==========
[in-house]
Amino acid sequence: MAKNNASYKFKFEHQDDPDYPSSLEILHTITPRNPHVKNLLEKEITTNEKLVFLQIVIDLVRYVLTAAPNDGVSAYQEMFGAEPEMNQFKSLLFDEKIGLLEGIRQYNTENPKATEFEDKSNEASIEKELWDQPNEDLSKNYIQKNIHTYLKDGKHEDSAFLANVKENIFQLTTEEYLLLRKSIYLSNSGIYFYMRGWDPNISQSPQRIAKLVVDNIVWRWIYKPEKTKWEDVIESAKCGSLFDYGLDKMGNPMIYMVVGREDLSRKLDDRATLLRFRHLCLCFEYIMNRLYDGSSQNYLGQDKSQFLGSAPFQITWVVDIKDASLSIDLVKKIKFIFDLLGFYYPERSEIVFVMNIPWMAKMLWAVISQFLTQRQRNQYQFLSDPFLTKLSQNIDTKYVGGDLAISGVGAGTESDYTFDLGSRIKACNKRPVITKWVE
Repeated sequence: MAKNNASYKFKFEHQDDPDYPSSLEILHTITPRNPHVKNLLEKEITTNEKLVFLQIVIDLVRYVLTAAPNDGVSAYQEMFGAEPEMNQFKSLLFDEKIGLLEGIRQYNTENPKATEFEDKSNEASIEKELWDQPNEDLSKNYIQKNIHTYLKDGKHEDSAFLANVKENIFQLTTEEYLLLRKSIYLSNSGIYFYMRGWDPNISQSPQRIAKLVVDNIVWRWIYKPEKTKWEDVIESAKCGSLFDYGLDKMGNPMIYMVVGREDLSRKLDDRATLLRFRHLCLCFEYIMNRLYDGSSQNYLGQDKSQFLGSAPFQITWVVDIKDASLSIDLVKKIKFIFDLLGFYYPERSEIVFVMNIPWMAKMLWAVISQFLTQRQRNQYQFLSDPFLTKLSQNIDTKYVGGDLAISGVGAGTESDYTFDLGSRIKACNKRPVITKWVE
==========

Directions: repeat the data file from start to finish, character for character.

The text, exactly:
[in-house]
Amino acid sequence: MAKNNASYKFKFEHQDDPDYPSSLEILHTITPRNPHVKNLLEKEITTNEKLVFLQIVIDLVRYVLTAAPNDGVSAYQEMFGAEPEMNQFKSLLFDEKIGLLEGIRQYNTENPKATEFEDKSNEASIEKELWDQPNEDLSKNYIQKNIHTYLKDGKHEDSAFLANVKENIFQLTTEEYLLLRKSIYLSNSGIYFYMRGWDPNISQSPQRIAKLVVDNIVWRWIYKPEKTKWEDVIESAKCGSLFDYGLDKMGNPMIYMVVGREDLSRKLDDRATLLRFRHLCLCFEYIMNRLYDGSSQNYLGQDKSQFLGSAPFQITWVVDIKDASLSIDLVKKIKFIFDLLGFYYPERSEIVFVMNIPWMAKMLWAVISQFLTQRQRNQYQFLSDPFLTKLSQNIDTKYVGGDLAISGVGAGTESDYTFDLGSRIKACNKRPVITKWVE
Repeated sequence: MAKNNASYKFKFEHQDDPDYPSSLEILHTITPRNPHVKNLLEKEITTNEKLVFLQIVIDLVRYVLTAAPNDGVSAYQEMFGAEPEMNQFKSLLFDEKIGLLEGIRQYNTENPKATEFEDKSNEASIEKELWDQPNEDLSKNYIQKNIHTYLKDGKHEDSAFLANVKENIFQLTTEEYLLLRKSIYLSNSGIYFYMRGWDPNISQSPQRIAKLVVDNIVWRWIYKPEKTKWEDVIESAKCGSLFDYGLDKMGNPMIYMVVGREDLSRKLDDRATLLRFRHLCLCFEYIMNRLYDGSSQNYLGQDKSQFLGSAPFQITWVVDIKDASLSIDLVKKIKFIFDLLGFYYPERSEIVFVMNIPWMAKMLWAVISQFLTQRQRNQYQFLSDPFLTKLSQNIDTKYVGGDLAISGVGAGTESDYTFDLGSRIKACNKRPVITKWVE